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How to Use a Hoe

By Victoria Lee Blackstone
Some garden hoes have curved handles and wrist holders to aid gardeners with disabilities.

Modern-day garden hoes are specialized tools that surpass primitive multipurpose implements. Using a suitable hoe depends on the job at hand, such as weeding, cultivating the soil or sowing seeds.

Traditional Hoe

When you picture a garden hoe, the traditional hoe is likely the one that comes to mind -- a long-handled tool with a wide blade positioned at a right angle to the base of the handle. It’s also called a draw hoe because you use it by pulling it through the soil to uproot weeds or to mound the soil. This could also involve "hilling up" an area to sow squash (Cucurbita spp.) seeds. The blade typically is 4 to 6 inches wide, and you can also use it to chop roots and dig in the dirt. Choose a 4-inch blade if you have a smaller garden or if you have raised beds.

Scuffle Hoe

A scuffle hoe is so-named because of its push-pull action. As you work in the garden, you keep this hoe on the ground and work it back and forth, so you don’t have to lift it to use it. Scuffle hoes take different shapes, but they’re all designed primarily for weeding. A stirrup-shaped scuffle hoe has a double-sided blade that cuts in both directions as you push and pull it. A diamond scuffle hoe’s blade looks like two triangles that are joined at the center, resembling wings, which gives it another common name -- the wing hoe. The diamond or wing scuffle hoe is generally easier on your neck and back than other weeding hoes because of its longer handle, which is 6 feet long compared to a standard-length handle of 54 to 57 inches long.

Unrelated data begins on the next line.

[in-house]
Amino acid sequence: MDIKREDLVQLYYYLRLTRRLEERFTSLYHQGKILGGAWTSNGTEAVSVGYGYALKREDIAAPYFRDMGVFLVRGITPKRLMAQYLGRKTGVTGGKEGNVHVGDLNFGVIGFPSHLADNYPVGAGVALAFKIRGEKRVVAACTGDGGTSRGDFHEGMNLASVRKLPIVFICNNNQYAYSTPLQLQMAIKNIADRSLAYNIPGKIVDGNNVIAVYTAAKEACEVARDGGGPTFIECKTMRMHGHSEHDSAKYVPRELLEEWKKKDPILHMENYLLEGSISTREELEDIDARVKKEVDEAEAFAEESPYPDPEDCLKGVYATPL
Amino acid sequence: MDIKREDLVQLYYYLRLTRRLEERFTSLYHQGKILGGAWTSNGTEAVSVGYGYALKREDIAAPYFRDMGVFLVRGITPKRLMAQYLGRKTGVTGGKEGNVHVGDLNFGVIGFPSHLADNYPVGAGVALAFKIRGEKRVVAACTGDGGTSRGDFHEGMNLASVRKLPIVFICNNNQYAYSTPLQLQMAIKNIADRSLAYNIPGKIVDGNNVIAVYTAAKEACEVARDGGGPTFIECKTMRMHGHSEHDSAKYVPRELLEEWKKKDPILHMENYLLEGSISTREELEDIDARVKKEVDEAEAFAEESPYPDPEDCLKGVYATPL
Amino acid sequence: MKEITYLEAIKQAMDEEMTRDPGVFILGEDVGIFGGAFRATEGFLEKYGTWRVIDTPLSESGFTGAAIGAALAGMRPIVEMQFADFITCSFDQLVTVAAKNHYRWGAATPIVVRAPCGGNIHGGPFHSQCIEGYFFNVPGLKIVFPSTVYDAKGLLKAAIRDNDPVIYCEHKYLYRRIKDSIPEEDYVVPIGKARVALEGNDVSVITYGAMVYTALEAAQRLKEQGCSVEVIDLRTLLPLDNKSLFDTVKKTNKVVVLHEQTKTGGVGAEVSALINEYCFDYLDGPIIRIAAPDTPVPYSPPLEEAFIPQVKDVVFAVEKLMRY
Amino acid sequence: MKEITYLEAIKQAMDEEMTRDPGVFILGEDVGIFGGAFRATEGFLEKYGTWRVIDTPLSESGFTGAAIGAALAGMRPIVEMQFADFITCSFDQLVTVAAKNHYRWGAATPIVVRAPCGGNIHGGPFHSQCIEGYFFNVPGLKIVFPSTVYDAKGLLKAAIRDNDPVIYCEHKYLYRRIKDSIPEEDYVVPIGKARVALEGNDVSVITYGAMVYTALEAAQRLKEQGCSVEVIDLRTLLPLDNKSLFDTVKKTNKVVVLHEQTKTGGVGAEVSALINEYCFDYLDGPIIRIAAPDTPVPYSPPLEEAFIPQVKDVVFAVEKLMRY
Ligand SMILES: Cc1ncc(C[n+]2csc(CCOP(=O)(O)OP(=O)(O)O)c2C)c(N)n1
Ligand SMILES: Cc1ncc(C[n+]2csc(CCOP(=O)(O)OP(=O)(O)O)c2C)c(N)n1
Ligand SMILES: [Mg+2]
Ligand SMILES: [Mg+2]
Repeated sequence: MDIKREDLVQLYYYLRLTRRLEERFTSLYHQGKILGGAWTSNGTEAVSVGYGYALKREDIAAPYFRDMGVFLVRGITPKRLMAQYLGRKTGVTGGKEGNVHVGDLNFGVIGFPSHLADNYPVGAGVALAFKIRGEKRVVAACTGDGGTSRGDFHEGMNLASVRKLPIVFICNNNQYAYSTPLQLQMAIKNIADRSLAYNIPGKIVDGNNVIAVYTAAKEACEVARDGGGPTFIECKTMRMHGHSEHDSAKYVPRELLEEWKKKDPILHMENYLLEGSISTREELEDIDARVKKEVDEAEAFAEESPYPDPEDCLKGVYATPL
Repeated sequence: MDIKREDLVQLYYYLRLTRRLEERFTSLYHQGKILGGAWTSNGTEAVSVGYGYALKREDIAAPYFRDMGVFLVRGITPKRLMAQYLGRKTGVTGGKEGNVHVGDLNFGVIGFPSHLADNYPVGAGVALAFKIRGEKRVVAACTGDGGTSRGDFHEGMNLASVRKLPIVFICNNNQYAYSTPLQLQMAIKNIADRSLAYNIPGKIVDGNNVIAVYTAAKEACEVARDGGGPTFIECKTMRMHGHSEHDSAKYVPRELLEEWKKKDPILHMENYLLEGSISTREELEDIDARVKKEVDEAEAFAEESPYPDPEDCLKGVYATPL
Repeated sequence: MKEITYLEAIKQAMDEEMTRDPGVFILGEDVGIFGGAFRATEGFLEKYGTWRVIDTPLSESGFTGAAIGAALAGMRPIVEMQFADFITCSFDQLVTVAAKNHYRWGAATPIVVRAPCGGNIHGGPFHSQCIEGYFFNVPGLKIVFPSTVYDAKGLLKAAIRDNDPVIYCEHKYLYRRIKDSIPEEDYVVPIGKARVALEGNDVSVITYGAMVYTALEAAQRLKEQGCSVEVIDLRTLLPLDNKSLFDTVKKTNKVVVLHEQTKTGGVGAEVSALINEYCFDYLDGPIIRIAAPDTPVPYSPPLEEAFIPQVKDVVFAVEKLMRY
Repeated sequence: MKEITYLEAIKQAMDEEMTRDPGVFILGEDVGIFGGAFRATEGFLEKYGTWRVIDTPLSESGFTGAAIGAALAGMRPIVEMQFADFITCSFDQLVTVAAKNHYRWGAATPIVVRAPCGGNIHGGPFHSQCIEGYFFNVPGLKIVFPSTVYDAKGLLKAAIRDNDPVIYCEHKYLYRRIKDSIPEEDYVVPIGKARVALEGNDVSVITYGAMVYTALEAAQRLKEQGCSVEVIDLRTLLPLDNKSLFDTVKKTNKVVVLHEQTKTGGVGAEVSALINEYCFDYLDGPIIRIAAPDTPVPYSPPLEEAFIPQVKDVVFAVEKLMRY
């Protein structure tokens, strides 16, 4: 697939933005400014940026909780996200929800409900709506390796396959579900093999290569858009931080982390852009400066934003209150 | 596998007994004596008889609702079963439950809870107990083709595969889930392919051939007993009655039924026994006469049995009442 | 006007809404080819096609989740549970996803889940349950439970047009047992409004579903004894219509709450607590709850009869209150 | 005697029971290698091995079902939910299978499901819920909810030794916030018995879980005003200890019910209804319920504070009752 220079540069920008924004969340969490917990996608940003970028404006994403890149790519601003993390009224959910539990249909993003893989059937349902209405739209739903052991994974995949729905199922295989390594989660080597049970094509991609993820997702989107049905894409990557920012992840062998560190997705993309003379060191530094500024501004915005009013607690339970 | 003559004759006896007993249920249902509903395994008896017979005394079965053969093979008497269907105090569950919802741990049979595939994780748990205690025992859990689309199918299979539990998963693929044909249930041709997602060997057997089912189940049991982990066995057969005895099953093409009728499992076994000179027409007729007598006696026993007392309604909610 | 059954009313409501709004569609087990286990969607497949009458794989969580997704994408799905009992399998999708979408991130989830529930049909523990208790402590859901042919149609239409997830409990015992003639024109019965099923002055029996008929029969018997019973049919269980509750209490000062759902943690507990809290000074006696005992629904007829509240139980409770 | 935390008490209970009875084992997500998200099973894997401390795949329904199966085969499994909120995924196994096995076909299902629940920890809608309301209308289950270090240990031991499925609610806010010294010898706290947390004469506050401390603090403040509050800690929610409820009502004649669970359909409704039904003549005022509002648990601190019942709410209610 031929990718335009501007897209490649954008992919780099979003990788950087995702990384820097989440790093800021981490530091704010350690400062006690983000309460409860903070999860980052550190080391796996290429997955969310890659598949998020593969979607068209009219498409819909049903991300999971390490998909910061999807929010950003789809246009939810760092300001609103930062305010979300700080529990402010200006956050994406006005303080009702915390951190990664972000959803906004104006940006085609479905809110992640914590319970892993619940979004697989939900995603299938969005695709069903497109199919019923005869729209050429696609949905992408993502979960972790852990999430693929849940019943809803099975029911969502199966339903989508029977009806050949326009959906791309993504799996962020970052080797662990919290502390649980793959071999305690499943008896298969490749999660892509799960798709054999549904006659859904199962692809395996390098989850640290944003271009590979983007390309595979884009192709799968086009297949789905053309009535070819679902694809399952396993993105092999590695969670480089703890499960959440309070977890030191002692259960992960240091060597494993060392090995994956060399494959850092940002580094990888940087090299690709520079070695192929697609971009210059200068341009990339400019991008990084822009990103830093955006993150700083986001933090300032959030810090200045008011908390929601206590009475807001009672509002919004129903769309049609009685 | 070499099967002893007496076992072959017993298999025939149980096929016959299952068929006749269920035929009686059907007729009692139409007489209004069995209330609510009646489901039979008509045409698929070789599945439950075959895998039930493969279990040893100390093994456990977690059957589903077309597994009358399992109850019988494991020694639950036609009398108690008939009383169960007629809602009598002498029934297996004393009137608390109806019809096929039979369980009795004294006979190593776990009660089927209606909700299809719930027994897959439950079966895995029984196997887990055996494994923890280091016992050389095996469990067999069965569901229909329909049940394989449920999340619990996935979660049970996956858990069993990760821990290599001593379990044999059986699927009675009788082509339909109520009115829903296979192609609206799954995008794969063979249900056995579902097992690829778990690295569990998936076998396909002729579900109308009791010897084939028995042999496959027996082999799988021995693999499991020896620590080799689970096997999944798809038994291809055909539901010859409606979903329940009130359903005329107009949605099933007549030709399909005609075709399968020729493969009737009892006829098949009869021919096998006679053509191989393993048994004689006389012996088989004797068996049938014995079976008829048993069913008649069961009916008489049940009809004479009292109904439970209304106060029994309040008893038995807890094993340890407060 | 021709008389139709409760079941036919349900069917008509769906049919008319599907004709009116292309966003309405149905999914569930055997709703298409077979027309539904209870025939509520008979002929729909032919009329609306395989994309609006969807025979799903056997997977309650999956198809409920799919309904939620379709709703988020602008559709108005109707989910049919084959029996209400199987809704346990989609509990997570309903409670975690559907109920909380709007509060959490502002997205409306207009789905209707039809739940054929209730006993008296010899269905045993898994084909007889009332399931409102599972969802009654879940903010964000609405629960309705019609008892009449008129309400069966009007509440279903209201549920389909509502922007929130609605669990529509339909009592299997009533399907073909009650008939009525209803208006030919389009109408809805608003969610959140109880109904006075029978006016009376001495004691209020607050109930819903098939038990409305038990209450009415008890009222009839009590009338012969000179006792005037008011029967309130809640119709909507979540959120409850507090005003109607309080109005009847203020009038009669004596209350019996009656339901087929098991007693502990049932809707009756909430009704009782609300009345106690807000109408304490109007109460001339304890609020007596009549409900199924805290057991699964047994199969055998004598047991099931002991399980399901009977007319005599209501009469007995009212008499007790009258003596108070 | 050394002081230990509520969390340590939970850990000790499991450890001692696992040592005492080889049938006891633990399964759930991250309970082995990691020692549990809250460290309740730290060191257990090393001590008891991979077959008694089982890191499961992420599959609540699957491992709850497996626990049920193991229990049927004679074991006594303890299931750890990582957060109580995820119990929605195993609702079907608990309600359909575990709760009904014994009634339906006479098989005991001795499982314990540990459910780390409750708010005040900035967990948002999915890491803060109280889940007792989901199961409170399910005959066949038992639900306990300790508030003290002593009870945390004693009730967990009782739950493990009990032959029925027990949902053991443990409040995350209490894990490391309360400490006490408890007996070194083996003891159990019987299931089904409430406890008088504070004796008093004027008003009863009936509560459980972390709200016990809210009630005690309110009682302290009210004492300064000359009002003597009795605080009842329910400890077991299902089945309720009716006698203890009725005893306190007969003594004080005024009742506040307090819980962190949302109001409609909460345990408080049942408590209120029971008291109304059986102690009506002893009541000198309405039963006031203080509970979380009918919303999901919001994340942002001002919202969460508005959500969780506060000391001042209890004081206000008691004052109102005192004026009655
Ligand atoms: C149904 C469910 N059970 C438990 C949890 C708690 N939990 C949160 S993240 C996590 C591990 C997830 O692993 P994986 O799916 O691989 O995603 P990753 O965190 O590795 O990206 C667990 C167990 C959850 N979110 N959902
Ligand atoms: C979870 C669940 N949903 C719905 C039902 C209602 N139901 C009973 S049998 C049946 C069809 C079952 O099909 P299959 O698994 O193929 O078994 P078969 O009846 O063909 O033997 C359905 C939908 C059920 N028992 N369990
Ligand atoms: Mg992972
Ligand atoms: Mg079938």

Collinear Hoe

A collinear hoe is designed to use beside you in a sweeping motion instead of a chopping or push-pull motion in front of you. As you work up and down between your garden rows, you move the collinear hoe as if you were sweeping to rid the garden of weeds. With a narrower blade that’s only 1 inch high and 4 to 6 inches wide, the collinear hoe is suitable to use around shallow-rooted crops that require light weeding, such as lettuce (Lactuca sativa) and onions (Allium cepa), which is why you may see it called an onion hoe.

Cleaning and Sharpening

Garden hoes are optimally effective if you maintain them properly. A hoe works better if you remove dirt after you use it, and if you have clay soil, you may need to use a wire-bristle brush to clean it. After you dislodge any dirt with a jet of water from your garden hose, dry the hoe with a rag. A good use for recycled lawn mower oil is applying a light coat on a cleaned hoe blade to help prevent rusting. But even hoes that you keep clean and oiled may rust, which is a hazard for any garden tool that is used in soil. To remove rust, you can use a tool, such as a diamond file, to lightly abrade the rust particles away. Keep garden hoe blades sharp by having them professionally sharpened or by using a coarse hand file, a sharpening stone or a grinding tool drill attachment.

 

About the Author

 

Victoria Lee Blackstone is a horticulturist and a professional writer who has authored research-based scientific/technical papers, horticultural articles, and magazine and newspaper articles. After studying botany and microbiology at Clemson University, Blackstone was hired as a University of Georgia Master Gardener Coordinator. She is also a former mortgage acquisition specialist for Freddie Mac in Atlanta, GA.